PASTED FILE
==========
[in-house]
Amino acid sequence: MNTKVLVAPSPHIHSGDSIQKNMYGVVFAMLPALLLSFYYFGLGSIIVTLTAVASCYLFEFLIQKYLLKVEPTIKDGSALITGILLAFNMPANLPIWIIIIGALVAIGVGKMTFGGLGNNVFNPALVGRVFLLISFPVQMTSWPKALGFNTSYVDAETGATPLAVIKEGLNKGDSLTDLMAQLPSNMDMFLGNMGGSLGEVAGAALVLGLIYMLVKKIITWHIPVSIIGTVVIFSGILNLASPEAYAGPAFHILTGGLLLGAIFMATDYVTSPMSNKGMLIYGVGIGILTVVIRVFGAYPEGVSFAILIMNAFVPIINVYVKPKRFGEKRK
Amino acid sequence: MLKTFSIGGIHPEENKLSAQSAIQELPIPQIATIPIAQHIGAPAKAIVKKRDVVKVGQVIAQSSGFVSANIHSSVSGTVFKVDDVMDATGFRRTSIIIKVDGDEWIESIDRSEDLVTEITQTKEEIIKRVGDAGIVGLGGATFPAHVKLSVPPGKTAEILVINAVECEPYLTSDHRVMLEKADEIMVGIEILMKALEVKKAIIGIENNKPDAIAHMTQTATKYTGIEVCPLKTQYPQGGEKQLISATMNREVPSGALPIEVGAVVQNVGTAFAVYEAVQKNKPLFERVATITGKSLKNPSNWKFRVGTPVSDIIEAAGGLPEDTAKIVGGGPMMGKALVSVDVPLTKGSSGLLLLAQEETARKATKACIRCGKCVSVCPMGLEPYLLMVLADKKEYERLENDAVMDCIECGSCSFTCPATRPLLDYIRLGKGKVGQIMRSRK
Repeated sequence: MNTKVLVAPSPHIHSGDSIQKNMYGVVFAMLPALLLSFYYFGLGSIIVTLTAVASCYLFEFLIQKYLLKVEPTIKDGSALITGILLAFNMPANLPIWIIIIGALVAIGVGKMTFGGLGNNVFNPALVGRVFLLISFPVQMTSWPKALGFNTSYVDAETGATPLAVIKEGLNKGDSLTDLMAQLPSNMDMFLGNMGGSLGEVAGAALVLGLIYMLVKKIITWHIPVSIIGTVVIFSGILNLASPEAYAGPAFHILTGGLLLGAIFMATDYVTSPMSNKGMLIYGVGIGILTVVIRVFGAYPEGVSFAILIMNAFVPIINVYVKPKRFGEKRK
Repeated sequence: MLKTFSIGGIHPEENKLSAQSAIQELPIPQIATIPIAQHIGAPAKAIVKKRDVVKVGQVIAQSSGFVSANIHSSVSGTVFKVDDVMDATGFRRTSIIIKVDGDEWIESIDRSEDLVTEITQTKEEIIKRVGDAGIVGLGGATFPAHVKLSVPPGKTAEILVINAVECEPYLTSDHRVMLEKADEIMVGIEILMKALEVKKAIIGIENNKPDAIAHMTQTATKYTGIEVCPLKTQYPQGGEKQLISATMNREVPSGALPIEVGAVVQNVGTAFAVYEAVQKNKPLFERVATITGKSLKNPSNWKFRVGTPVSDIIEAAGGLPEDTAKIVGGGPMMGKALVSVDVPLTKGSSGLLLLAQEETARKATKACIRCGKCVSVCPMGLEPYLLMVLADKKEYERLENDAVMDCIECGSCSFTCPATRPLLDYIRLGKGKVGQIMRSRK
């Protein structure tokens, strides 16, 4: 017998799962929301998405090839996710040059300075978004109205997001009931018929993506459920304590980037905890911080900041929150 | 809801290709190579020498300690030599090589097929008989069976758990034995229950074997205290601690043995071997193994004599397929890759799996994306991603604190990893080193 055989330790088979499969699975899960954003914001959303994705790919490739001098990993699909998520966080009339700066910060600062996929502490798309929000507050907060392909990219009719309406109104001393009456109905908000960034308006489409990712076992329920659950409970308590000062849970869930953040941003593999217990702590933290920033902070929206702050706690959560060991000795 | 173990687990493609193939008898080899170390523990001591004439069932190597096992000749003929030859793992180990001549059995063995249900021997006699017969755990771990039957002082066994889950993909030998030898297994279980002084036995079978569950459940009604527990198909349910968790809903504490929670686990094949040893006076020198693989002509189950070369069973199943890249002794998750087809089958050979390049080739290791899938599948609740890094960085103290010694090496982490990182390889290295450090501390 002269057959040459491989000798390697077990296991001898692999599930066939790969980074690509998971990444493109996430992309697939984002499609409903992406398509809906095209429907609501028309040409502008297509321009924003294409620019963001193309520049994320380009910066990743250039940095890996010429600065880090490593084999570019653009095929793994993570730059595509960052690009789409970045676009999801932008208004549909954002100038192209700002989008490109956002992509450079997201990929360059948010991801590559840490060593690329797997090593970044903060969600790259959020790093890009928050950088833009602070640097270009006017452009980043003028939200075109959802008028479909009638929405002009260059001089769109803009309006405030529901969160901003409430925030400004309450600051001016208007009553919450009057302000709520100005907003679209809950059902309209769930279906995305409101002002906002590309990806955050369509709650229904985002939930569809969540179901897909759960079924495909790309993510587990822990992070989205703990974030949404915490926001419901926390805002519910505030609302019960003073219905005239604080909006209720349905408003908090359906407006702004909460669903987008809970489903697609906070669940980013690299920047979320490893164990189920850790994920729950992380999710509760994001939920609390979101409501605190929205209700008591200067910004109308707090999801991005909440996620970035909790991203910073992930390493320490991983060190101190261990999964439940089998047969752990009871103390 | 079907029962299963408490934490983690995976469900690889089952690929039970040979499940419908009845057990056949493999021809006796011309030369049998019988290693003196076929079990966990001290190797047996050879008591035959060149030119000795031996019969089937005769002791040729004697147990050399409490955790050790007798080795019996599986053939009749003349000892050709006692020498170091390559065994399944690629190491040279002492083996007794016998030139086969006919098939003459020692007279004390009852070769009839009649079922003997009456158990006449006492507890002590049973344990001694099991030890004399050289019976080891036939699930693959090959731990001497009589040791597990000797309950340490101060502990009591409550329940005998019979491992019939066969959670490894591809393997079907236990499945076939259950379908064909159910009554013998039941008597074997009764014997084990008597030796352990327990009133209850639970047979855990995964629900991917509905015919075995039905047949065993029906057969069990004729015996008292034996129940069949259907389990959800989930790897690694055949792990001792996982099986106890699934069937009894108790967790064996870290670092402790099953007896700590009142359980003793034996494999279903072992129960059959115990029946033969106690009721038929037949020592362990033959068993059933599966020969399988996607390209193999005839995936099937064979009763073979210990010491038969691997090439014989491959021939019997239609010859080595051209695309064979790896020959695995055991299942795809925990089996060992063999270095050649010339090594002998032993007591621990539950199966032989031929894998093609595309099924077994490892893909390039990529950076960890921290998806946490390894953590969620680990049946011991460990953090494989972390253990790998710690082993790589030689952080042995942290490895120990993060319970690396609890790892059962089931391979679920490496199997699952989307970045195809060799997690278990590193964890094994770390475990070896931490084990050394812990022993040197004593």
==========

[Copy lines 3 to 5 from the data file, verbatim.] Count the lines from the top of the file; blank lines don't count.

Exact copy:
Amino acid sequence: MLKTFSIGGIHPEENKLSAQSAIQELPIPQIATIPIAQHIGAPAKAIVKKRDVVKVGQVIAQSSGFVSANIHSSVSGTVFKVDDVMDATGFRRTSIIIKVDGDEWIESIDRSEDLVTEITQTKEEIIKRVGDAGIVGLGGATFPAHVKLSVPPGKTAEILVINAVECEPYLTSDHRVMLEKADEIMVGIEILMKALEVKKAIIGIENNKPDAIAHMTQTATKYTGIEVCPLKTQYPQGGEKQLISATMNREVPSGALPIEVGAVVQNVGTAFAVYEAVQKNKPLFERVATITGKSLKNPSNWKFRVGTPVSDIIEAAGGLPEDTAKIVGGGPMMGKALVSVDVPLTKGSSGLLLLAQEETARKATKACIRCGKCVSVCPMGLEPYLLMVLADKKEYERLENDAVMDCIECGSCSFTCPATRPLLDYIRLGKGKVGQIMRSRK
Repeated sequence: MNTKVLVAPSPHIHSGDSIQKNMYGVVFAMLPALLLSFYYFGLGSIIVTLTAVASCYLFEFLIQKYLLKVEPTIKDGSALITGILLAFNMPANLPIWIIIIGALVAIGVGKMTFGGLGNNVFNPALVGRVFLLISFPVQMTSWPKALGFNTSYVDAETGATPLAVIKEGLNKGDSLTDLMAQLPSNMDMFLGNMGGSLGEVAGAALVLGLIYMLVKKIITWHIPVSIIGTVVIFSGILNLASPEAYAGPAFHILTGGLLLGAIFMATDYVTSPMSNKGMLIYGVGIGILTVVIRVFGAYPEGVSFAILIMNAFVPIINVYVKPKRFGEKRK
Repeated sequence: MLKTFSIGGIHPEENKLSAQSAIQELPIPQIATIPIAQHIGAPAKAIVKKRDVVKVGQVIAQSSGFVSANIHSSVSGTVFKVDDVMDATGFRRTSIIIKVDGDEWIESIDRSEDLVTEITQTKEEIIKRVGDAGIVGLGGATFPAHVKLSVPPGKTAEILVINAVECEPYLTSDHRVMLEKADEIMVGIEILMKALEVKKAIIGIENNKPDAIAHMTQTATKYTGIEVCPLKTQYPQGGEKQLISATMNREVPSGALPIEVGAVVQNVGTAFAVYEAVQKNKPLFERVATITGKSLKNPSNWKFRVGTPVSDIIEAAGGLPEDTAKIVGGGPMMGKALVSVDVPLTKGSSGLLLLAQEETARKATKACIRCGKCVSVCPMGLEPYLLMVLADKKEYERLENDAVMDCIECGSCSFTCPATRPLLDYIRLGKGKVGQIMRSRK